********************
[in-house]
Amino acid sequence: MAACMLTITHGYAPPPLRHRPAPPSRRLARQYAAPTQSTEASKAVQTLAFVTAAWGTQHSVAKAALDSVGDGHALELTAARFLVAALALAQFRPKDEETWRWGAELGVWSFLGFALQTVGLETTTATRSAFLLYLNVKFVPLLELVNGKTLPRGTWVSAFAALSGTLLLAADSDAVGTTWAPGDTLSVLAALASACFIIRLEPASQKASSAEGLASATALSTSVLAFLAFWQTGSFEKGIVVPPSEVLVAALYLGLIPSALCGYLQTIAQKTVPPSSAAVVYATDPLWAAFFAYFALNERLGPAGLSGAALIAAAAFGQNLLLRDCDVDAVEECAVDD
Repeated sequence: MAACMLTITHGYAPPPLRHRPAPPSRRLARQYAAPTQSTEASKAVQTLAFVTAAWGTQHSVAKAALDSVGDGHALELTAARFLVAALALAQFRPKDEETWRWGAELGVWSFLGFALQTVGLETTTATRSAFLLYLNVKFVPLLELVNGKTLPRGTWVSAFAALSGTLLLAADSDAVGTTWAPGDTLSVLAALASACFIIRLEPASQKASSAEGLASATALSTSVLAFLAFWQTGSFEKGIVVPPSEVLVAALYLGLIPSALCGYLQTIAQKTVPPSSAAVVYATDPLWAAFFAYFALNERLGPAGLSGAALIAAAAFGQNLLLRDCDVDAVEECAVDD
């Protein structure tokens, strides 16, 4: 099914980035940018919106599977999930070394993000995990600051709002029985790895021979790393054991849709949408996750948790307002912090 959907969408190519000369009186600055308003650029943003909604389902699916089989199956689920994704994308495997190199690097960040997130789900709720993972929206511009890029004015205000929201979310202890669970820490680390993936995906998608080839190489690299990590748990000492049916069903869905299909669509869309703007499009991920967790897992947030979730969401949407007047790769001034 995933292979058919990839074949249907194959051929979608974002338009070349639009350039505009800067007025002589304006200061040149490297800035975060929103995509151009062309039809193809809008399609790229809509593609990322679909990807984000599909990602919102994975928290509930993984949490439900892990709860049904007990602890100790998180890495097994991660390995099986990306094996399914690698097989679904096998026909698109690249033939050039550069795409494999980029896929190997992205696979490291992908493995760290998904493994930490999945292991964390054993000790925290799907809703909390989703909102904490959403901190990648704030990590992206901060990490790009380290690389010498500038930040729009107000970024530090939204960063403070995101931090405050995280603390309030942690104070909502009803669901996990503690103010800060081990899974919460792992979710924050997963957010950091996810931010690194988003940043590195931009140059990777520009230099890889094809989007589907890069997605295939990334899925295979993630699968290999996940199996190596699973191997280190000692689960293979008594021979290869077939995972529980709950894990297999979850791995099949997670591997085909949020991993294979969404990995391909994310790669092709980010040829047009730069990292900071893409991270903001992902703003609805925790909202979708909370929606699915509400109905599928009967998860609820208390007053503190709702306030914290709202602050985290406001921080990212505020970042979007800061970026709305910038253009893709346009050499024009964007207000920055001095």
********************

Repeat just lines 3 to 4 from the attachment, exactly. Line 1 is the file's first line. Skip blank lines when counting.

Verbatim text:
Repeated sequence: MAACMLTITHGYAPPPLRHRPAPPSRRLARQYAAPTQSTEASKAVQTLAFVTAAWGTQHSVAKAALDSVGDGHALELTAARFLVAALALAQFRPKDEETWRWGAELGVWSFLGFALQTVGLETTTATRSAFLLYLNVKFVPLLELVNGKTLPRGTWVSAFAALSGTLLLAADSDAVGTTWAPGDTLSVLAALASACFIIRLEPASQKASSAEGLASATALSTSVLAFLAFWQTGSFEKGIVVPPSEVLVAALYLGLIPSALCGYLQTIAQKTVPPSSAAVVYATDPLWAAFFAYFALNERLGPAGLSGAALIAAAAFGQNLLLRDCDVDAVEECAVDD
């Protein structure tokens, strides 16, 4: 099914980035940018919106599977999930070394993000995990600051709002029985790895021979790393054991849709949408996750948790307002912090 959907969408190519000369009186600055308003650029943003909604389902699916089989199956689920994704994308495997190199690097960040997130789900709720993972929206511009890029004015205000929201979310202890669970820490680390993936995906998608080839190489690299990590748990000492049916069903869905299909669509869309703007499009991920967790897992947030979730969401949407007047790769001034 995933292979058919990839074949249907194959051929979608974002338009070349639009350039505009800067007025002589304006200061040149490297800035975060929103995509151009062309039809193809809008399609790229809509593609990322679909990807984000599909990602919102994975928290509930993984949490439900892990709860049904007990602890100790998180890495097994991660390995099986990306094996399914690698097989679904096998026909698109690249033939050039550069795409494999980029896929190997992205696979490291992908493995760290998904493994930490999945292991964390054993000790925290799907809703909390989703909102904490959403901190990648704030990590992206901060990490790009380290690389010498500038930040729009107000970024530090939204960063403070995101931090405050995280603390309030942690104070909502009803669901996990503690103010800060081990899974919460792992979710924050997963957010950091996810931010690194988003940043590195931009140059990777520009230099890889094809989007589907890069997605295939990334899925295979993630699968290999996940199996190596699973191997280190000692689960293979008594021979290869077939995972529980709950894990297999979850791995099949997670591997085909949020991993294979969404990995391909994310790669092709980010040829047009730069990292900071893409991270903001992902703003609805925790909202979708909370929606699915509400109905599928009967998860609820208390007053503190709702306030914290709202602050985290406001921080990212505020970042979007800061970026709305910038253009893709346009050499024009964007207000920055001095």